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The Problem of Relatives

If it is accepted that family members and spouses have a right to substitute their decisions for a patient, then physicians will find themselves talking to relatives in other situations, such as abortion counseling. Protecting patient autonomy has a great benefit to physicians: the physician always knows who has the right to consent to medical care. While physicians dislike being involved in guardianship proceedings, the alternative is uncertainty in obtaining consent. Relatives frequently disagree over the care a patient should receive. The physician must choose the relatives with whom to consult. This raises questions such as whether two children trump one spouse. Does any relative with an attorney trump the rest of the family?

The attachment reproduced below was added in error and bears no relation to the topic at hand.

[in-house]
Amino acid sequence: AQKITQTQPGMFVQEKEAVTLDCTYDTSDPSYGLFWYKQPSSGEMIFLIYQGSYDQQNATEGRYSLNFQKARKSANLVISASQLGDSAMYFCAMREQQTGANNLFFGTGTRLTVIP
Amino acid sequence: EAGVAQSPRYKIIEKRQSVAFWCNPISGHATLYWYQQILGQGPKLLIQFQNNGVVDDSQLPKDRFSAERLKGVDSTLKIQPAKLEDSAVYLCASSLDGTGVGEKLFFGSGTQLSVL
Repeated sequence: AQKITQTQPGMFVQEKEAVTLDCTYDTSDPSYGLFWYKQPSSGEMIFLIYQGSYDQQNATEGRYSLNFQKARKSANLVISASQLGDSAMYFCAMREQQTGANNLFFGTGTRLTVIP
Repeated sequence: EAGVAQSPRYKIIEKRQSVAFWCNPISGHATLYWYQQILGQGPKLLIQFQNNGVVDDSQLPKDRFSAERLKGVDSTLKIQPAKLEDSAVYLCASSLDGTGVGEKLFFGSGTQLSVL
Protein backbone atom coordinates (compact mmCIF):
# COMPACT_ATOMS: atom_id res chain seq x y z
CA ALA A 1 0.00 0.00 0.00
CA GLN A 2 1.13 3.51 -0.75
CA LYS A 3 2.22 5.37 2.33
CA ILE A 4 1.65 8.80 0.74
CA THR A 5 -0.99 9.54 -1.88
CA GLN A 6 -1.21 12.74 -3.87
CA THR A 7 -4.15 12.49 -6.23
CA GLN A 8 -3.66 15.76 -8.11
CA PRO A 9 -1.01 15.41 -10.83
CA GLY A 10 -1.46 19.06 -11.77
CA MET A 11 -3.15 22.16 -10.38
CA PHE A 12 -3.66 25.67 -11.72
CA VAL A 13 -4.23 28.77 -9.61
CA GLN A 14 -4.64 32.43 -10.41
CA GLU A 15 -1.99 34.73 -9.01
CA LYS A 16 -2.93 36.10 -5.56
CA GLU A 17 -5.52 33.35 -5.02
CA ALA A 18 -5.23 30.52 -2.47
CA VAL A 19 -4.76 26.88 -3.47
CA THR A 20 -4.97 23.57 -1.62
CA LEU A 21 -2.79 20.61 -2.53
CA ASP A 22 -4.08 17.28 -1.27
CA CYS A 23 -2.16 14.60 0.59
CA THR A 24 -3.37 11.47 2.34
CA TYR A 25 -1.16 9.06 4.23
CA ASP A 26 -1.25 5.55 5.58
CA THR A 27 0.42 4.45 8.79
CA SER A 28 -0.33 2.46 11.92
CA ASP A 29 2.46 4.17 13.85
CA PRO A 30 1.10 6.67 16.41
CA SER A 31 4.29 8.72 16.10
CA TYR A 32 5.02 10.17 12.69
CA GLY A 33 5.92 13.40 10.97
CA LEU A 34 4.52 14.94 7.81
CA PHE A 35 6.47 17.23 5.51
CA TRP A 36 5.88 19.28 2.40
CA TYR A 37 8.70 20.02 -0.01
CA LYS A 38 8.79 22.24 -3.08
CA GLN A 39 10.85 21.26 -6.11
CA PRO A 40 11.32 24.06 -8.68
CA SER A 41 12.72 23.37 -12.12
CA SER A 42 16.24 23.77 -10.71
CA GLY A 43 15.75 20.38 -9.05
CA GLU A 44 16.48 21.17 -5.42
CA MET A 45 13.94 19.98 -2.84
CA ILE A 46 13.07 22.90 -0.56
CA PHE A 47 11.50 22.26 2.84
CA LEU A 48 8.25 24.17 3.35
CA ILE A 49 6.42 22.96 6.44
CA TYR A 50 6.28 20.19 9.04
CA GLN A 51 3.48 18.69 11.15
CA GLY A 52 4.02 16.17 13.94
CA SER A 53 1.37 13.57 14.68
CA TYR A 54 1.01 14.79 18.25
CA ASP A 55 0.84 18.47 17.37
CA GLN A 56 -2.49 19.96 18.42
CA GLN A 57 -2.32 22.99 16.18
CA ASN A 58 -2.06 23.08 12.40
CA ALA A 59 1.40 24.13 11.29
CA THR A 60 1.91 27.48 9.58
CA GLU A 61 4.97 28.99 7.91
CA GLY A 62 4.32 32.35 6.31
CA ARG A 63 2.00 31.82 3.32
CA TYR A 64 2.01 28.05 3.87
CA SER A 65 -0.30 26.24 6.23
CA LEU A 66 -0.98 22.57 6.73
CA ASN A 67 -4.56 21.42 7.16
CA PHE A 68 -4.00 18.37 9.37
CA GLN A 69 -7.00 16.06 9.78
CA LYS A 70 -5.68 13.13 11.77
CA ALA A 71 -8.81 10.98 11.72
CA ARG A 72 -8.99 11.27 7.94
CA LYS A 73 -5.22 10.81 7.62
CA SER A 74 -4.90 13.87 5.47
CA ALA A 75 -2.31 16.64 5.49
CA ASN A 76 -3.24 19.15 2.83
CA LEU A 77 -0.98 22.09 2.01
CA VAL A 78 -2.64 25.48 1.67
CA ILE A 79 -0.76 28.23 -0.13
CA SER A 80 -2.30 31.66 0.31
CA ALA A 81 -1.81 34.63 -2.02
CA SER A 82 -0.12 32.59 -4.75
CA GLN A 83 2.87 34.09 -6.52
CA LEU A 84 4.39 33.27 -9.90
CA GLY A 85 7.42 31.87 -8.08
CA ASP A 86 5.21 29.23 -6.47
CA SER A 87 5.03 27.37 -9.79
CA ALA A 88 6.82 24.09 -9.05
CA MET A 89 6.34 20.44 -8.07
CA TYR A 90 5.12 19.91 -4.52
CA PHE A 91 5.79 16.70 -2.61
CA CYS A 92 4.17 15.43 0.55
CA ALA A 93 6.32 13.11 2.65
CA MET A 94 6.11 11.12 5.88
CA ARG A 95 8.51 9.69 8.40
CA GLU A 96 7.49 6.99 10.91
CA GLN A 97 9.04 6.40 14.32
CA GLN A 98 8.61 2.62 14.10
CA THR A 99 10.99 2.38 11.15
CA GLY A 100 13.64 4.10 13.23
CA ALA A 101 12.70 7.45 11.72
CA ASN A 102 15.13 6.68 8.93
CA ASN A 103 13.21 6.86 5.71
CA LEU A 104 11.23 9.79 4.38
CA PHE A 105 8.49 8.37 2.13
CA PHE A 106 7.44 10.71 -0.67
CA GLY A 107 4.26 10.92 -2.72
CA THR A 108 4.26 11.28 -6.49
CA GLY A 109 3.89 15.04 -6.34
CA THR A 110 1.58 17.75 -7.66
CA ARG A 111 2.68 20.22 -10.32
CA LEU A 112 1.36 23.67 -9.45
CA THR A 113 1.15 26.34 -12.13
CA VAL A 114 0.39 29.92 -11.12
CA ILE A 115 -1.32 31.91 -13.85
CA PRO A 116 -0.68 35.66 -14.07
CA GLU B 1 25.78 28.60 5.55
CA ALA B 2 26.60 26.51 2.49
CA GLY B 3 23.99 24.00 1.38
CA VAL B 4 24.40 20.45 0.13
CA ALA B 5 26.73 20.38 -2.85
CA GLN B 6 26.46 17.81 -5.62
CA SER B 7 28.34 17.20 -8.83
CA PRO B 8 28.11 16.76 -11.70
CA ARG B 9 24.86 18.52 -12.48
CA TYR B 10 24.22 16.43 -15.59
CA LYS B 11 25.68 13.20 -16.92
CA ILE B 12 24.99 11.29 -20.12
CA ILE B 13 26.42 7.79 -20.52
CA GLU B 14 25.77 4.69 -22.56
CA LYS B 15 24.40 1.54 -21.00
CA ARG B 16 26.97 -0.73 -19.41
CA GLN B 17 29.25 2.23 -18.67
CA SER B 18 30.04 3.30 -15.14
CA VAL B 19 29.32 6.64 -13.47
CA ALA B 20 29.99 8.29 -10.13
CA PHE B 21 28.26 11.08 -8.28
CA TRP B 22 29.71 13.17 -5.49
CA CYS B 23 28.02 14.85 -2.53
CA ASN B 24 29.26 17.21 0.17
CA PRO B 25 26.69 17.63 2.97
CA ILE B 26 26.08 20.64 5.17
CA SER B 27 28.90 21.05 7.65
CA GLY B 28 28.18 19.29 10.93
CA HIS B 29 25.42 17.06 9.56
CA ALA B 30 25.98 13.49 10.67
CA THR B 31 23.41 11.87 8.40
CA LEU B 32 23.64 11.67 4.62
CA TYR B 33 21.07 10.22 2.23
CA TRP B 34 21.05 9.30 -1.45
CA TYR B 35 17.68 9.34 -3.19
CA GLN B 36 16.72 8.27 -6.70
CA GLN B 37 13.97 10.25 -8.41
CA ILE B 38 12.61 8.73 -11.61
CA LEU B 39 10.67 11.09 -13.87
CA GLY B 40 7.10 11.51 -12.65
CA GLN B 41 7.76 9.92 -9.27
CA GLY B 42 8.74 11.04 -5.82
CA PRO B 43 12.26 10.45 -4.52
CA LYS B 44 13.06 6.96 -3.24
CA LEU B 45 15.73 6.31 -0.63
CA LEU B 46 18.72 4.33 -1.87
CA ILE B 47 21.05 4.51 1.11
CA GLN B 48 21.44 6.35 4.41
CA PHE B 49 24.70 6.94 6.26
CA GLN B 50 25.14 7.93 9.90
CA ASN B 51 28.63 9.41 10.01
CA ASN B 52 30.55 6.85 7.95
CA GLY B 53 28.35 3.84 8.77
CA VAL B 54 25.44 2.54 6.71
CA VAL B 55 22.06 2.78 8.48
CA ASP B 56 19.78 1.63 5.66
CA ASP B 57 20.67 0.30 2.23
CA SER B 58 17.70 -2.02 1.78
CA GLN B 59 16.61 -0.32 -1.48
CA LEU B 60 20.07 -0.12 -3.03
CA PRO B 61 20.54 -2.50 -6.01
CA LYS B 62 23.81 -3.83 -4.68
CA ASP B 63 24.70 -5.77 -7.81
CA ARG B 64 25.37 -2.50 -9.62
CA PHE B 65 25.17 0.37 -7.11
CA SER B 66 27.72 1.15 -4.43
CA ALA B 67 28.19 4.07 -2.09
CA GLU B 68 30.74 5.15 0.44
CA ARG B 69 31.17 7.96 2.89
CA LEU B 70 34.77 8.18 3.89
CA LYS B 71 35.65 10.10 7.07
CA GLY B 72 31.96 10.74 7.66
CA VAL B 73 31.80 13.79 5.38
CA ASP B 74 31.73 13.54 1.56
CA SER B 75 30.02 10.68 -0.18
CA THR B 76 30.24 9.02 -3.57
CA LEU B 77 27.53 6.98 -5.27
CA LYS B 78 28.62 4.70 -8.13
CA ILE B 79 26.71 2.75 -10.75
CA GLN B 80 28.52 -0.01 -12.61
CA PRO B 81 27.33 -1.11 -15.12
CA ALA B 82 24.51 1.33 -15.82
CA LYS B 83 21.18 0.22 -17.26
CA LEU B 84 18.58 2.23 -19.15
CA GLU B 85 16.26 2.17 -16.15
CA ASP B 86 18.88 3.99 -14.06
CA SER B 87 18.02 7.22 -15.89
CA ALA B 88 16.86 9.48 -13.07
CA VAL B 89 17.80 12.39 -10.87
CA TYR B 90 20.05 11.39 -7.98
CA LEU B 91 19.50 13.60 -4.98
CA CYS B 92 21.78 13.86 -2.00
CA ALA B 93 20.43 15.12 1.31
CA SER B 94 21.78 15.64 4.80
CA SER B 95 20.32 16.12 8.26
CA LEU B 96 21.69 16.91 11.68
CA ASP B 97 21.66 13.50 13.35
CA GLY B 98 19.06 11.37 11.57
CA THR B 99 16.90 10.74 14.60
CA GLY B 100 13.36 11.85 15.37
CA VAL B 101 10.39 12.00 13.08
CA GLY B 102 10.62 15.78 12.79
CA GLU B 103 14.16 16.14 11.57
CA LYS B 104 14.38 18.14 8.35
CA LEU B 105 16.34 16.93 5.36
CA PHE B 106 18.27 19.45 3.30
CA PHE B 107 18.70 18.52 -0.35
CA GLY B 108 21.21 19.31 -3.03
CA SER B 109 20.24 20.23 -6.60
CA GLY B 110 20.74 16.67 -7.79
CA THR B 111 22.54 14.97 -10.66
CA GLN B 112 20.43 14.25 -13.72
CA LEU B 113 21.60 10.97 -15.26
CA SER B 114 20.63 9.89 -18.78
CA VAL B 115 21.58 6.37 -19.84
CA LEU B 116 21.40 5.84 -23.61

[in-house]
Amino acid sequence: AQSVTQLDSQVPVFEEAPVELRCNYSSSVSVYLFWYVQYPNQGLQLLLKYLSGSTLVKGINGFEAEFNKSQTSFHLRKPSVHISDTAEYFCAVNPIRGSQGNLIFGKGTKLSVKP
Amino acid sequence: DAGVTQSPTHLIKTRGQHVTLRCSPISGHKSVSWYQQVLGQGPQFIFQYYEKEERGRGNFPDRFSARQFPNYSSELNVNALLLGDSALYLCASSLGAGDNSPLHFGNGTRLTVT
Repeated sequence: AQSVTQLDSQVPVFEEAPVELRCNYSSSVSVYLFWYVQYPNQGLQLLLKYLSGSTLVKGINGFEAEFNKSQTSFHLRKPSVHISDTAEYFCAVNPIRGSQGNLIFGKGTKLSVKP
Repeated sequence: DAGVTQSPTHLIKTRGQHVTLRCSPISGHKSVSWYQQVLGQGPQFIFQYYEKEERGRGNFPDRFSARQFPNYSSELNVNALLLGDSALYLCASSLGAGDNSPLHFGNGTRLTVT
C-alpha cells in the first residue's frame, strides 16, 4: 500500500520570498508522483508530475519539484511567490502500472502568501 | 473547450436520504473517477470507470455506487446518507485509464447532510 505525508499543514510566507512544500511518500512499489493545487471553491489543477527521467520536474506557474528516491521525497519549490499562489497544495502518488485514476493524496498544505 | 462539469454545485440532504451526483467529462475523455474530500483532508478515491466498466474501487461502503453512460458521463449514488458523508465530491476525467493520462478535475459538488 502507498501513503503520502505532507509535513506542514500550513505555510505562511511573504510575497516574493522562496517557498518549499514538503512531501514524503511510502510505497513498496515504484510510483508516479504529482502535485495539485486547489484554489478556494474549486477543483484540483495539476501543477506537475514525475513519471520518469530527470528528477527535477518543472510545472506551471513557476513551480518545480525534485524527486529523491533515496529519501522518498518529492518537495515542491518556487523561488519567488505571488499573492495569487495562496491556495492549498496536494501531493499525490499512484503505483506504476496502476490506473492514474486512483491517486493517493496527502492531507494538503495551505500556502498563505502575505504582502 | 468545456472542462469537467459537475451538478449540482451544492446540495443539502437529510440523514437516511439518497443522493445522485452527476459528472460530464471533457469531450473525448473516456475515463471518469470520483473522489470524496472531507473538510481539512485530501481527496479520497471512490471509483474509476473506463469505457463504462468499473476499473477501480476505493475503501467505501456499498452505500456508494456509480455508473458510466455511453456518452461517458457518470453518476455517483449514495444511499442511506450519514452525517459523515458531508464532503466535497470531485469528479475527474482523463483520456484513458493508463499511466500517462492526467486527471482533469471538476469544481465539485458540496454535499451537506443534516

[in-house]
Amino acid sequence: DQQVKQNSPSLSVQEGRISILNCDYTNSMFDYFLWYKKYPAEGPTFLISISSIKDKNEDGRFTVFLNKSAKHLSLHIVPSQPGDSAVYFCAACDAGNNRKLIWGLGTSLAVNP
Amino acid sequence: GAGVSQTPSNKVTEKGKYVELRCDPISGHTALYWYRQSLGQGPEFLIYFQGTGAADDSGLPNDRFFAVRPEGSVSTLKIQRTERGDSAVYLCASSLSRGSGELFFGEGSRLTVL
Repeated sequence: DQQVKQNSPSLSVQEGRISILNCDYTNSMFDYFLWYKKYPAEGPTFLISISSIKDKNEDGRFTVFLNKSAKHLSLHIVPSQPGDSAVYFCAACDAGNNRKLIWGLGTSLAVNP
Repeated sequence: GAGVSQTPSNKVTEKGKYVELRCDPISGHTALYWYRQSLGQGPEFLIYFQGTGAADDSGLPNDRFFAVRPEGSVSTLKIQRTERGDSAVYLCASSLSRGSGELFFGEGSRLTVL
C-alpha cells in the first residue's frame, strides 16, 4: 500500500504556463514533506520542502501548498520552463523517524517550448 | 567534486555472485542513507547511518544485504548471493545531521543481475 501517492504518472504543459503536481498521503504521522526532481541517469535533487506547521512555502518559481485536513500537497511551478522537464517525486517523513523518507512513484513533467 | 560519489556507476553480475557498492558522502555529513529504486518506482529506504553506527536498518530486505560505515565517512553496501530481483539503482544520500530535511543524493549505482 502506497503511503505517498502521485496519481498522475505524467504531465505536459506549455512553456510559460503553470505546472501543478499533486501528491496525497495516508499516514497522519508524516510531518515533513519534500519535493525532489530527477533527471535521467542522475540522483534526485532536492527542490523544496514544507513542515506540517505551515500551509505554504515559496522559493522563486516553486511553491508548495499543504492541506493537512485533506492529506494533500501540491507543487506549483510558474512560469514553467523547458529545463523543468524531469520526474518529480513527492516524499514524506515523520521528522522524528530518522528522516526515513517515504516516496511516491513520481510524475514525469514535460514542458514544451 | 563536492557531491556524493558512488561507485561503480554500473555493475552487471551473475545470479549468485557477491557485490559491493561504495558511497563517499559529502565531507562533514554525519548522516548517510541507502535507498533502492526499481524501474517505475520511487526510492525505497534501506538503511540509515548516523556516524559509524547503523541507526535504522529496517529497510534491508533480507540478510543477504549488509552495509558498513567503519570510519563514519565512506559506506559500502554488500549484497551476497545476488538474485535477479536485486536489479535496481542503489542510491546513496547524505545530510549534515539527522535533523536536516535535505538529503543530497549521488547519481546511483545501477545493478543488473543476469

If the physician chooses whom to consult for consent, he or she will also be legally liable if the choice is incorrect. If no family member has a right to consent, then no family member has the right to sue for failing to be consulted about the patient's care. Conversely, if family members may be consulted, then they have a right to sue if they are unhappy with the physician's decisions.


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